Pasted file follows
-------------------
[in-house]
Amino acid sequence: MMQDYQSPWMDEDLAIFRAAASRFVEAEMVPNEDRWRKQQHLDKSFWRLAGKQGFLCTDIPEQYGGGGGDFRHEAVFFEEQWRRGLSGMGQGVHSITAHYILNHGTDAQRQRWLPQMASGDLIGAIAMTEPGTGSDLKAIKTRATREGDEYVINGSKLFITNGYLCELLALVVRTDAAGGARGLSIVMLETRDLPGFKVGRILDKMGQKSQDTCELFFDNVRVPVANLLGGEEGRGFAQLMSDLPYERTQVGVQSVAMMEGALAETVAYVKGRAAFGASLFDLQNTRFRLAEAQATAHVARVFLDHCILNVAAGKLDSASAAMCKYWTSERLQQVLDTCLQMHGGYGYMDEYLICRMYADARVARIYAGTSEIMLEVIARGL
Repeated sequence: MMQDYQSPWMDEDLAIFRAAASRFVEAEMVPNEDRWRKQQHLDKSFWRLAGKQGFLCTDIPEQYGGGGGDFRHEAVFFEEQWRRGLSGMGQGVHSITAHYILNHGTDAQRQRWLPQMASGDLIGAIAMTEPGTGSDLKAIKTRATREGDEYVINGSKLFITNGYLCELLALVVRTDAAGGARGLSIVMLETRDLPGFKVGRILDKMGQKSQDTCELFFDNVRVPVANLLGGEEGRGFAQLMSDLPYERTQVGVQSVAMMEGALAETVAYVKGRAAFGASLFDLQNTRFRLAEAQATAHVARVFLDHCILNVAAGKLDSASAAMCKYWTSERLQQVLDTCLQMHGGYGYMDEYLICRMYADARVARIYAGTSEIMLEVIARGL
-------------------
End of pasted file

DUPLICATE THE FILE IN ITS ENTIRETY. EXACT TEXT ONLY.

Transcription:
[in-house]
Amino acid sequence: MMQDYQSPWMDEDLAIFRAAASRFVEAEMVPNEDRWRKQQHLDKSFWRLAGKQGFLCTDIPEQYGGGGGDFRHEAVFFEEQWRRGLSGMGQGVHSITAHYILNHGTDAQRQRWLPQMASGDLIGAIAMTEPGTGSDLKAIKTRATREGDEYVINGSKLFITNGYLCELLALVVRTDAAGGARGLSIVMLETRDLPGFKVGRILDKMGQKSQDTCELFFDNVRVPVANLLGGEEGRGFAQLMSDLPYERTQVGVQSVAMMEGALAETVAYVKGRAAFGASLFDLQNTRFRLAEAQATAHVARVFLDHCILNVAAGKLDSASAAMCKYWTSERLQQVLDTCLQMHGGYGYMDEYLICRMYADARVARIYAGTSEIMLEVIARGL
Repeated sequence: MMQDYQSPWMDEDLAIFRAAASRFVEAEMVPNEDRWRKQQHLDKSFWRLAGKQGFLCTDIPEQYGGGGGDFRHEAVFFEEQWRRGLSGMGQGVHSITAHYILNHGTDAQRQRWLPQMASGDLIGAIAMTEPGTGSDLKAIKTRATREGDEYVINGSKLFITNGYLCELLALVVRTDAAGGARGLSIVMLETRDLPGFKVGRILDKMGQKSQDTCELFFDNVRVPVANLLGGEEGRGFAQLMSDLPYERTQVGVQSVAMMEGALAETVAYVKGRAAFGASLFDLQNTRFRLAEAQATAHVARVFLDHCILNVAAGKLDSASAAMCKYWTSERLQQVLDTCLQMHGGYGYMDEYLICRMYADARVARIYAGTSEIMLEVIARGL